The questions seem to be getting faster and more intense. They get to teh chase: you get two packets in mail: a white one from FEMA and a brown one from SBA. FEMA will also send someone to your home. Fill out and return home loan app. Or go to the FEMA center, fill it out, turn it in. Takes 20-30 minutes. Up to $240,000 available in two chunks. You can file your claim even if you're still flooded.
"Why do we want to rebuild? Why do I want to take out a loan on property that might flood out again next year." City says they're not expecing to give any homes a "red placard" indicating it's structurally unsafe. Most will be limited re-entry with some repair (mostly electrical) needed before re-occupancy.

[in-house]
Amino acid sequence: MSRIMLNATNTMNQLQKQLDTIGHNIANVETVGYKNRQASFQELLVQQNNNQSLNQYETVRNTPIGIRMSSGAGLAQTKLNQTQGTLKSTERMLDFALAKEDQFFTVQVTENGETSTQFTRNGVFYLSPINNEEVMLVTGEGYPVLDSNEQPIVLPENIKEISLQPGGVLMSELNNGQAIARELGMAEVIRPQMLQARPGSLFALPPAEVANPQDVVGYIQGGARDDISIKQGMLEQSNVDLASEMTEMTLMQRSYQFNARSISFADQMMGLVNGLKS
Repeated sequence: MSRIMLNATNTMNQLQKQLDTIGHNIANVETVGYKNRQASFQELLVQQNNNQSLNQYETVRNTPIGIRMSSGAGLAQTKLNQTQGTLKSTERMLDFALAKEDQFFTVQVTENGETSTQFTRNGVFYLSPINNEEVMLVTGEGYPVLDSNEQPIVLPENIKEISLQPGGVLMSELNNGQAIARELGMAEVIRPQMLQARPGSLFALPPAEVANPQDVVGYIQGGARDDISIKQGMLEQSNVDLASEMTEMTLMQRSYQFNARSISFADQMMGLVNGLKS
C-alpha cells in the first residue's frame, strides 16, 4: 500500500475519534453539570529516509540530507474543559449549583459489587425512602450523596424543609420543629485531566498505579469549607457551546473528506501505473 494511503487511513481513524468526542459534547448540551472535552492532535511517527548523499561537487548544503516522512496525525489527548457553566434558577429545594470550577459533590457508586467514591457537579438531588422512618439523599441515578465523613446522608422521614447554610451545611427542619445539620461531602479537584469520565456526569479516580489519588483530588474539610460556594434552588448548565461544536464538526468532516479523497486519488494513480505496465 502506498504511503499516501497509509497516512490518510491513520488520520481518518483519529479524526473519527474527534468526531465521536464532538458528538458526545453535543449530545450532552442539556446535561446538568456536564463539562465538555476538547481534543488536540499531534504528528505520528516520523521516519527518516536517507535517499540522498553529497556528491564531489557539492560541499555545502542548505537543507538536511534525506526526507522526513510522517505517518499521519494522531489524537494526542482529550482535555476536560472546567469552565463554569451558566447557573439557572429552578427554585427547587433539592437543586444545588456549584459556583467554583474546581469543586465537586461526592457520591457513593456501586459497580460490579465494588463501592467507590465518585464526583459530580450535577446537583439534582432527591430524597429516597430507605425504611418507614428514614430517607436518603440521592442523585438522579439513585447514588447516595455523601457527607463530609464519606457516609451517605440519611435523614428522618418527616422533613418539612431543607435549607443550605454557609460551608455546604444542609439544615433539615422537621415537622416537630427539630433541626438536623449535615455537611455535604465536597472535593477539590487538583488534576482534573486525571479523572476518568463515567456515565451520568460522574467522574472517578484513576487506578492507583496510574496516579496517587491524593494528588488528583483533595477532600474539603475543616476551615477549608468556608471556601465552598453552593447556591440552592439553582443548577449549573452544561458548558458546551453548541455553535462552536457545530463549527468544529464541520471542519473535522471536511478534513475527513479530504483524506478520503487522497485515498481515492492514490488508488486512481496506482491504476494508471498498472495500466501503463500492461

Jeff Davidson: "Document everything. Photos, receipts."
Water in basement: Pump down a foot at a time, wait an hour. Make sure it's not coming back in. Also shut off water before they test it. Ed Moreno: There was a water main break on Taft as the water came up. With water receding, they'll pressurize and flush system, starting that process today "If we turn the water on and it's flowing, we'll think there's a leak in the system."
Who should be pumping sewage-filled basements: professionals or homeowners? No one wants to touch the question. They can't start the lift station yet, and don't want to cuse structural damage to homes. Ground water and river levels need to stabilize. "At this stage, a little more contaminated wate in the neighborhood isn't going to make much difference." Be careful in the neighborhood.